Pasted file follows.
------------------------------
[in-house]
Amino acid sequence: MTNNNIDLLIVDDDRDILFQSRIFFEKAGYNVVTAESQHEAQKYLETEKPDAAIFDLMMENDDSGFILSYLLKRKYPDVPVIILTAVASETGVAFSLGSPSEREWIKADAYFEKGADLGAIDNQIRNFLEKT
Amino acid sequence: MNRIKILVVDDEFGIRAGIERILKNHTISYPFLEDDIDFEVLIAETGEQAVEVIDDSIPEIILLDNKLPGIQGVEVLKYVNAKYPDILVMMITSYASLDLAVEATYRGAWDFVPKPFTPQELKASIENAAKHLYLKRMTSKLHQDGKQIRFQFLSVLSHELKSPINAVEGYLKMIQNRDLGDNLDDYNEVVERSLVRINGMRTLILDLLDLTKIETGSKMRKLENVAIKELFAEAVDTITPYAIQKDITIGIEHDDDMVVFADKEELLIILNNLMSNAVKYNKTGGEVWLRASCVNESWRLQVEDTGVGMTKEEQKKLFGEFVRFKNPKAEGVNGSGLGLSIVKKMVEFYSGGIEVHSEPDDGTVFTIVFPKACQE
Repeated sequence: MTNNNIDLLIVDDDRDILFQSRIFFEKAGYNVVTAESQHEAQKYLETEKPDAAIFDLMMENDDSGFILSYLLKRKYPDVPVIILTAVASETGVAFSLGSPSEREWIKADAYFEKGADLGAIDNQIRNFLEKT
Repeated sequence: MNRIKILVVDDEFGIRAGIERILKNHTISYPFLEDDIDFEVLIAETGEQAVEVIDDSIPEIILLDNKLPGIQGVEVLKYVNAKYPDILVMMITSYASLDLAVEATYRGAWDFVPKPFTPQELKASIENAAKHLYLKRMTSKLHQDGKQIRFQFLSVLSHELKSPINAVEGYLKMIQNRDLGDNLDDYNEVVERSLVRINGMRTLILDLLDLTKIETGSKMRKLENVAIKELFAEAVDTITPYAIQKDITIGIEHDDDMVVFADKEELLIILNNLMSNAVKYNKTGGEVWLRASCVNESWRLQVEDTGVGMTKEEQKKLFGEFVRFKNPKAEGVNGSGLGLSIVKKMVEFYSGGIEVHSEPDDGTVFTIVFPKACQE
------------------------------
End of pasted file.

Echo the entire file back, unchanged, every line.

[in-house]
Amino acid sequence: MTNNNIDLLIVDDDRDILFQSRIFFEKAGYNVVTAESQHEAQKYLETEKPDAAIFDLMMENDDSGFILSYLLKRKYPDVPVIILTAVASETGVAFSLGSPSEREWIKADAYFEKGADLGAIDNQIRNFLEKT
Amino acid sequence: MNRIKILVVDDEFGIRAGIERILKNHTISYPFLEDDIDFEVLIAETGEQAVEVIDDSIPEIILLDNKLPGIQGVEVLKYVNAKYPDILVMMITSYASLDLAVEATYRGAWDFVPKPFTPQELKASIENAAKHLYLKRMTSKLHQDGKQIRFQFLSVLSHELKSPINAVEGYLKMIQNRDLGDNLDDYNEVVERSLVRINGMRTLILDLLDLTKIETGSKMRKLENVAIKELFAEAVDTITPYAIQKDITIGIEHDDDMVVFADKEELLIILNNLMSNAVKYNKTGGEVWLRASCVNESWRLQVEDTGVGMTKEEQKKLFGEFVRFKNPKAEGVNGSGLGLSIVKKMVEFYSGGIEVHSEPDDGTVFTIVFPKACQE
Repeated sequence: MTNNNIDLLIVDDDRDILFQSRIFFEKAGYNVVTAESQHEAQKYLETEKPDAAIFDLMMENDDSGFILSYLLKRKYPDVPVIILTAVASETGVAFSLGSPSEREWIKADAYFEKGADLGAIDNQIRNFLEKT
Repeated sequence: MNRIKILVVDDEFGIRAGIERILKNHTISYPFLEDDIDFEVLIAETGEQAVEVIDDSIPEIILLDNKLPGIQGVEVLKYVNAKYPDILVMMITSYASLDLAVEATYRGAWDFVPKPFTPQELKASIENAAKHLYLKRMTSKLHQDGKQIRFQFLSVLSHELKSPINAVEGYLKMIQNRDLGDNLDDYNEVVERSLVRINGMRTLILDLLDLTKIETGSKMRKLENVAIKELFAEAVDTITPYAIQKDITIGIEHDDDMVVFADKEELLIILNNLMSNAVKYNKTGGEVWLRASCVNESWRLQVEDTGVGMTKEEQKKLFGEFVRFKNPKAEGVNGSGLGLSIVKKMVEFYSGGIEVHSEPDDGTVFTIVFPKACQE